The 2017 Nobel peace prize for Physics was awarded to 3 scientists in the United states. Rainer Weiss from MIT and Kip Thorne and Barry Barish both from Caltech won the prize for their scientific discovery of ripples in space-time known as gravitational waves.
This discovery validated Einstein’s theory of relativity ( E=MC2 expresses that mass and energy are the same physical entity and can be interchanged).
The theory of relativity suggested that matter and energy would warp the very structure of space-time. The warp would happen in the same way an ‘air pillow’ sags when an infant rests its head on it while asleep. Interesting.
This phenomenon would stretch space-time, expand and collapse it forming black holes making it so dense that even light cannot escape it. The motion of these black holes as the universe expands in space-time would send ripples of gravitational waves into space.
What was more interesting for me was the question in Newyork times “Why did they win?” Well the question “How did they win?” Would be much more interesting sans the ‘Astrophysics’ part.
Well the scientists were the ‘brain child’ behind the organization called LIGO (Laser Interferometer Gravitational –wave Observatory). In fact, LIGO was also the scientific instrument for the detection gravitational waves.
LIGO was a scientific collaborative organization comprising of a thousand researchers from around the globe who analyzed data, designed materials, and co-authored hundreds of scientific papers on the research area.
IndiGO is the consortium of Indian gravitational physicists. IndiGO is the Indian partner to the LIGO laboratory in USA for planning and setting up the LIGO-India project.
The LIGO laboratory has scientific collaboration with its other advanced LIGO partners in UK, Germany and Australia and also with the US National science foundation. Together they provide hardware and designs for setting up the Indian operations of LIGO.
Current trends in scientific collaboration
Most of us have a scientific temper. We are so curious at times that we keep watching television channels for interesting science stories and snippets. It is not for the reason that they would affect our immediate lives but somehow we are glued.
You will surprised to know according to a research report from Physics org. the number of multiple author science papers have been doubled internationally from 1990 to 2015. It has grown from 10 % to 25%. Moreover, 58 more countries have participated in scientific research contribution since then.
Historically, America and Europe have been at the forefront of scientific research right from 1940 and 50’s and now in the 21st century Asian countries like China and India have joined the wagon.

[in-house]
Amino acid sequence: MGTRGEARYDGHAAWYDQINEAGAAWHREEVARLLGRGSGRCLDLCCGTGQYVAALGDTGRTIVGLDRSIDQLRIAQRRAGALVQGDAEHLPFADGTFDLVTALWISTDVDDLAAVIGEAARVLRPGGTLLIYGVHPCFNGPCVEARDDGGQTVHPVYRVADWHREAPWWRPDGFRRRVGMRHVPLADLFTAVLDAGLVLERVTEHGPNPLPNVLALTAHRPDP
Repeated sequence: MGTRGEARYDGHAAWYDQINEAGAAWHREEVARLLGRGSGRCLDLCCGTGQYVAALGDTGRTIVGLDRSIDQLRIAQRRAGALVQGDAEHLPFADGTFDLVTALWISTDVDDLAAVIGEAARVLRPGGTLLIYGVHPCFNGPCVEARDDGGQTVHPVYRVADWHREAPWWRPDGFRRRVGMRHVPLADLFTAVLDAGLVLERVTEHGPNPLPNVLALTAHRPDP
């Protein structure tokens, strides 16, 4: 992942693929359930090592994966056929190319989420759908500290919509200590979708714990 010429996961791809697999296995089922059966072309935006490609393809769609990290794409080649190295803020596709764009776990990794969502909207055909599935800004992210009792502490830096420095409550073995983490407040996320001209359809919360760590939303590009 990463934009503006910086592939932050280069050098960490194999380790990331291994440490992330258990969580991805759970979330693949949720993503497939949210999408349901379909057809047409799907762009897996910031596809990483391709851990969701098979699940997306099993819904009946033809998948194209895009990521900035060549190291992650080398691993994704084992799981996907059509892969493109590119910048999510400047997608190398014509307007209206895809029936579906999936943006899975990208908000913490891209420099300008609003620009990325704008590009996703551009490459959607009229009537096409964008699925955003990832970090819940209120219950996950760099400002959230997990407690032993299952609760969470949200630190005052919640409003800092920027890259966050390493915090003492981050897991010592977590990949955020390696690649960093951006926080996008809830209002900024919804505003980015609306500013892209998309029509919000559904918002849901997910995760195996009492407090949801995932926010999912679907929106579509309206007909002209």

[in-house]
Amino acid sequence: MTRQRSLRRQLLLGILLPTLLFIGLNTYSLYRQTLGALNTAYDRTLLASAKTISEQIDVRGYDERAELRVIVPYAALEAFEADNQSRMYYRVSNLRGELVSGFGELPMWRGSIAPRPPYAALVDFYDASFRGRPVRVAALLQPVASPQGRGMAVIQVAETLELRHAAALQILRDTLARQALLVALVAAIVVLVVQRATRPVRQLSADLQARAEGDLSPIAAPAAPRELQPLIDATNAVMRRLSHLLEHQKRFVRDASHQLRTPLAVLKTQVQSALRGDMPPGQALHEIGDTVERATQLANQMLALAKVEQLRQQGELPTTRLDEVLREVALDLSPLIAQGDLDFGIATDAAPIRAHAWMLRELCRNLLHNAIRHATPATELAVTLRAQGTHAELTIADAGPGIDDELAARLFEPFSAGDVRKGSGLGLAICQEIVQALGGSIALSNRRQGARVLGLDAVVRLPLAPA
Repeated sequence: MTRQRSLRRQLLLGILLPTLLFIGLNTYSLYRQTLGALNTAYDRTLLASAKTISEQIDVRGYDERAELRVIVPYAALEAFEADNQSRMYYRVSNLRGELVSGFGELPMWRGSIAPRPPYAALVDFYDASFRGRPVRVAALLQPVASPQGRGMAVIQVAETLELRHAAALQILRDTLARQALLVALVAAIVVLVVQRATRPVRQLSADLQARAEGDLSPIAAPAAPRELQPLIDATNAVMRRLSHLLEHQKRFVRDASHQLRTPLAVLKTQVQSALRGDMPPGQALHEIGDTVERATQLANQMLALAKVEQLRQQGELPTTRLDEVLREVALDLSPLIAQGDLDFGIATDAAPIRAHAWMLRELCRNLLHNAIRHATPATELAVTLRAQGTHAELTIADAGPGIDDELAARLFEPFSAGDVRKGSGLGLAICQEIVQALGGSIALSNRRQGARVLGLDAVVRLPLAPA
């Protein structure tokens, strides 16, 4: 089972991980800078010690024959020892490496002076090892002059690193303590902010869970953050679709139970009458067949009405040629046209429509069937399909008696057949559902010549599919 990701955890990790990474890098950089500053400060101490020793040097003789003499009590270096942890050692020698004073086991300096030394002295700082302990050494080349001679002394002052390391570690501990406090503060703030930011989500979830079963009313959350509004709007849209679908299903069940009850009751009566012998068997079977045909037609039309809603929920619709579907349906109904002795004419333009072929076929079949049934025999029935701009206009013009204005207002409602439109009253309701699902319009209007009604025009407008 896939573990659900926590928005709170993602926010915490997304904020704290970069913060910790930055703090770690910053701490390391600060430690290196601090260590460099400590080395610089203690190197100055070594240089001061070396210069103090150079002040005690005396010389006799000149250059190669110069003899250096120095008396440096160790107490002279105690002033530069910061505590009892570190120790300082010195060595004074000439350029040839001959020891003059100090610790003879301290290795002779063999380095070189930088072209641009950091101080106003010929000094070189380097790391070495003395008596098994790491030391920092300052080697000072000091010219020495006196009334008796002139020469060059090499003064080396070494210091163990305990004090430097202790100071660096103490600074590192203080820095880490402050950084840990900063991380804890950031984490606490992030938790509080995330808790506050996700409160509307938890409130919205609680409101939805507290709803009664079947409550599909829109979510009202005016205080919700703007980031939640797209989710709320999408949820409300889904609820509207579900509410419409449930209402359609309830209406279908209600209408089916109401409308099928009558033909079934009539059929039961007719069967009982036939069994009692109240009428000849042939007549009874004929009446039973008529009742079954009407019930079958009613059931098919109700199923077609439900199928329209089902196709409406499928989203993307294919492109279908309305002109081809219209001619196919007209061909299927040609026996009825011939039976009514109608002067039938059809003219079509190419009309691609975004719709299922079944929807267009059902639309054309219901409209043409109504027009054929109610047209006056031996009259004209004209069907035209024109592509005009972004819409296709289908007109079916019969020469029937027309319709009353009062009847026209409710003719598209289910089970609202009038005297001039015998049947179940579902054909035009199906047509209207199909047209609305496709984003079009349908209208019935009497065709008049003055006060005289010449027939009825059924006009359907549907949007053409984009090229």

“In the 20th century, we had national systems for conducting research. In this century, we increasingly have a global system.” Says Caroline Wagner who is an associate professor in the John Glenn College of Public affairs at the Ohio State University who had helped conduct the research study.
The international collaboration of science has grown over the years and it is across borders now and people are working together more encouragingly.
“The methods of doing research don’t determine patterns of collaboration. No matter how scientists do their work, they are collaborating more across borders.” Says Caroline Wagner.
Caroline along with her colleagues from Netherlands published an article in Scientometrics, which investigates the growth of international collaboration in science in the six fields of: Astrophysics, Mathematical logic, Polymer science, seismology, soil science and virology.
Lot of this research corroborates with our story on the scientists who won the Nobel Peace Prize in Physics for 2017.
Read more at at Physics.org
What fuels scientific collaboration
There are diverse set of practices among the scientific community for scientific collaboration. Scientists when working together on an experiment produce a lot of research papers and even collaborate through a University technology transfer with the industry by licensing out the patents.
During the collaboration process, the teams collaborate among academic research groups and between academic groups and scientists working in the industry.
The drivers can be internal as well as external. Internal collaborations are motivated by the individual researcher who goes out to make arrangements for collaborations with others. It provides a means for them to address bigger pressing problems, which is intellectually and financially rewarding as well.
Here collaborative work can take up ‘complementary’ as well ‘reinforcing’ skills sets. Complementary is all about offering unique skills sets to the collaborative work and reinforcing has overlapping work load but then offers to share the workload. Then there are mentoring arrangements made as well. Here senior collaborators seek out active junior volunteers to help them in their research work.
The external drivers for collaboration are usually motivated by funding and access to external resources. The demand for funding the research work drives collaboration with other industry partners and academic groups.
Industry collaboration works to the advantage of the researchers as they can gain the needed experience, gain access or create an avenue for research opportunities. From the industry perspective, this is viewed as a strong plus as the companies view such academic collaborations as a way to increase the capacity for innovation and bring technological change.
Completed Masters in IT for manufacturing at the University of Warwick, UK and a PRINCE 2 certified practitioner.
My interests include collaborative innovation, group dynamics, Idea hubs and work life balance. I am open to your suggestions.
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